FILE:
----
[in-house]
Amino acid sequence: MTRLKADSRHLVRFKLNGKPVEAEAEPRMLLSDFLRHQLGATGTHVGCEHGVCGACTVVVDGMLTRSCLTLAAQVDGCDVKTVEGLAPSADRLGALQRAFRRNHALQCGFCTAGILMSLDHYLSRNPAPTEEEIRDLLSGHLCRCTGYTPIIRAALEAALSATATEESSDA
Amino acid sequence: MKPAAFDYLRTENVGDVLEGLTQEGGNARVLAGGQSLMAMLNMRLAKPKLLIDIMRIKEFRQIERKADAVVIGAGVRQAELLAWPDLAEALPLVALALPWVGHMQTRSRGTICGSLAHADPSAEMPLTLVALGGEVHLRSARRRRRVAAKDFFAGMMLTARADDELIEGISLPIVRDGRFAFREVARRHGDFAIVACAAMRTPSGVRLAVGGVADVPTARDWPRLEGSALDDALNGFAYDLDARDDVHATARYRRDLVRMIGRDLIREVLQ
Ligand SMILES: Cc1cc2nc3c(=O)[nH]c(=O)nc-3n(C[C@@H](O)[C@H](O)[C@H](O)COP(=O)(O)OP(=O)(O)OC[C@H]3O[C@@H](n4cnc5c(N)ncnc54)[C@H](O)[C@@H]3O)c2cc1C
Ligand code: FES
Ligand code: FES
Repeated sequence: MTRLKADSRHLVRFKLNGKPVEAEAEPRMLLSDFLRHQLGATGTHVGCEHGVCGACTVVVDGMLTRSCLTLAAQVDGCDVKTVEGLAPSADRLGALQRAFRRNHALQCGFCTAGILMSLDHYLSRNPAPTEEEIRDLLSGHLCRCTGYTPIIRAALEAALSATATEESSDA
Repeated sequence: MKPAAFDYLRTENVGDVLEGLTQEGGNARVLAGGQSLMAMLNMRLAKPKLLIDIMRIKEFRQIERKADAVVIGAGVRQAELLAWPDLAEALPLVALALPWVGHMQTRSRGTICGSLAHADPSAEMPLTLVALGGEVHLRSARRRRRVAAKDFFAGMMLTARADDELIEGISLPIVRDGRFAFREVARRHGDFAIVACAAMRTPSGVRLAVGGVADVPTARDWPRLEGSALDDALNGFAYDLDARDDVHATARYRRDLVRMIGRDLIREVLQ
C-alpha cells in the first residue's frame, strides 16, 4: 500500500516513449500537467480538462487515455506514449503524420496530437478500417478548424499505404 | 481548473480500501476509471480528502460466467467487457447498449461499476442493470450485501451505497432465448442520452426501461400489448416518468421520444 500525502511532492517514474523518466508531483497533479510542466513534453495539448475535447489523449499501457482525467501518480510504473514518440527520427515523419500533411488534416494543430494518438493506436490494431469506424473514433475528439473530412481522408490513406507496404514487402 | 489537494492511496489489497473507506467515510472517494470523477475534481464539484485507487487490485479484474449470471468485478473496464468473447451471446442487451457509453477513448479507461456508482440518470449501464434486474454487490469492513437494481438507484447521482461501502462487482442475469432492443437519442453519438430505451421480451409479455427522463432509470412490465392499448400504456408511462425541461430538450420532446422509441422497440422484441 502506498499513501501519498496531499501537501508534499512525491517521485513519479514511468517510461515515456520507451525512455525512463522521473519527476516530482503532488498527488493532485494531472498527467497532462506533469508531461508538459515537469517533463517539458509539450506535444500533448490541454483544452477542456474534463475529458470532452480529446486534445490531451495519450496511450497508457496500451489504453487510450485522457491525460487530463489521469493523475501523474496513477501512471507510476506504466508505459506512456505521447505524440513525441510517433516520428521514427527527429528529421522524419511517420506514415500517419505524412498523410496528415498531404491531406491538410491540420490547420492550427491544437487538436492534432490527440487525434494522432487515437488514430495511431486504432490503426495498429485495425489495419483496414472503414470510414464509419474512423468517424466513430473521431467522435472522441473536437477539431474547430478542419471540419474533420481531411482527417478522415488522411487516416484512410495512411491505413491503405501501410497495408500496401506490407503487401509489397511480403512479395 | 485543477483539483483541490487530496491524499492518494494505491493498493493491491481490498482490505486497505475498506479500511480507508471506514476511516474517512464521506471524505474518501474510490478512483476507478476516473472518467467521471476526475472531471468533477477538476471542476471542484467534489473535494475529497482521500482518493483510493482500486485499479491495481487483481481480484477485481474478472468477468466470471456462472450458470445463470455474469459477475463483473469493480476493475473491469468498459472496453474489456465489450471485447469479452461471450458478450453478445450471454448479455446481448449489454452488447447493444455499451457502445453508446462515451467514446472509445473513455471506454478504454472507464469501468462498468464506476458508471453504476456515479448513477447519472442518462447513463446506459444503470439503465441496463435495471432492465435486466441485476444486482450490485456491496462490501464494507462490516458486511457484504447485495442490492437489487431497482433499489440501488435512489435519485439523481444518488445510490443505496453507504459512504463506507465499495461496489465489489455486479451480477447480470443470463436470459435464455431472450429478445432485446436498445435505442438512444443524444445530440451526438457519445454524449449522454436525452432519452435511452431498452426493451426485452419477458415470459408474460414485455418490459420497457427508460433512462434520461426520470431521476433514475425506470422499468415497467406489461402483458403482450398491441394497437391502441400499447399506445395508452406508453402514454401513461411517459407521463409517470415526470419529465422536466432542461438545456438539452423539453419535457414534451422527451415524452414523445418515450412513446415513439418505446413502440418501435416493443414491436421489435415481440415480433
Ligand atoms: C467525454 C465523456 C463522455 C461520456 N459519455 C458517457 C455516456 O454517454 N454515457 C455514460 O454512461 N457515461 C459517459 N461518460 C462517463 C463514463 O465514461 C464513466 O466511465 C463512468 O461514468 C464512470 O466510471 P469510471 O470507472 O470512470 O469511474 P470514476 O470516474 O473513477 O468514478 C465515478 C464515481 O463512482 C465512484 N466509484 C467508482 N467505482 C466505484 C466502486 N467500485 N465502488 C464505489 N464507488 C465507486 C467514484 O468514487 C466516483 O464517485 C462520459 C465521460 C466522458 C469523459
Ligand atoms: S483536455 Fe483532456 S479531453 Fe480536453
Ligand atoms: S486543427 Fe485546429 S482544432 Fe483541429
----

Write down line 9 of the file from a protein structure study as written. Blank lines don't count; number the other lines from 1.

C-alpha cells in the first residue's frame, strides 16, 4: 500500500516513449500537467480538462487515455506514449503524420496530437478500417478548424499505404 | 481548473480500501476509471480528502460466467467487457447498449461499476442493470450485501451505497432465448442520452426501461400489448416518468421520444 500525502511532492517514474523518466508531483497533479510542466513534453495539448475535447489523449499501457482525467501518480510504473514518440527520427515523419500533411488534416494543430494518438493506436490494431469506424473514433475528439473530412481522408490513406507496404514487402 | 489537494492511496489489497473507506467515510472517494470523477475534481464539484485507487487490485479484474449470471468485478473496464468473447451471446442487451457509453477513448479507461456508482440518470449501464434486474454487490469492513437494481438507484447521482461501502462487482442475469432492443437519442453519438430505451421480451409479455427522463432509470412490465392499448400504456408511462425541461430538450420532446422509441422497440422484441 502506498499513501501519498496531499501537501508534499512525491517521485513519479514511468517510461515515456520507451525512455525512463522521473519527476516530482503532488498527488493532485494531472498527467497532462506533469508531461508538459515537469517533463517539458509539450506535444500533448490541454483544452477542456474534463475529458470532452480529446486534445490531451495519450496511450497508457496500451489504453487510450485522457491525460487530463489521469493523475501523474496513477501512471507510476506504466508505459506512456505521447505524440513525441510517433516520428521514427527527429528529421522524419511517420506514415500517419505524412498523410496528415498531404491531406491538410491540420490547420492550427491544437487538436492534432490527440487525434494522432487515437488514430495511431486504432490503426495498429485495425489495419483496414472503414470510414464509419474512423468517424466513430473521431467522435472522441473536437477539431474547430478542419471540419474533420481531411482527417478522415488522411487516416484512410495512411491505413491503405501501410497495408500496401506490407503487401509489397511480403512479395 | 485543477483539483483541490487530496491524499492518494494505491493498493493491491481490498482490505486497505475498506479500511480507508471506514476511516474517512464521506471524505474518501474510490478512483476507478476516473472518467467521471476526475472531471468533477477538476471542476471542484467534489473535494475529497482521500482518493483510493482500486485499479491495481487483481481480484477485481474478472468477468466470471456462472450458470445463470455474469459477475463483473469493480476493475473491469468498459472496453474489456465489450471485447469479452461471450458478450453478445450471454448479455446481448449489454452488447447493444455499451457502445453508446462515451467514446472509445473513455471506454478504454472507464469501468462498468464506476458508471453504476456515479448513477447519472442518462447513463446506459444503470439503465441496463435495471432492465435486466441485476444486482450490485456491496462490501464494507462490516458486511457484504447485495442490492437489487431497482433499489440501488435512489435519485439523481444518488445510490443505496453507504459512504463506507465499495461496489465489489455486479451480477447480470443470463436470459435464455431472450429478445432485446436498445435505442438512444443524444445530440451526438457519445454524449449522454436525452432519452435511452431498452426493451426485452419477458415470459408474460414485455418490459420497457427508460433512462434520461426520470431521476433514475425506470422499468415497467406489461402483458403482450398491441394497437391502441400499447399506445395508452406508453402514454401513461411517459407521463409517470415526470419529465422536466432542461438545456438539452423539453419535457414534451422527451415524452414523445418515450412513446415513439418505446413502440418501435416493443414491436421489435415481440415480433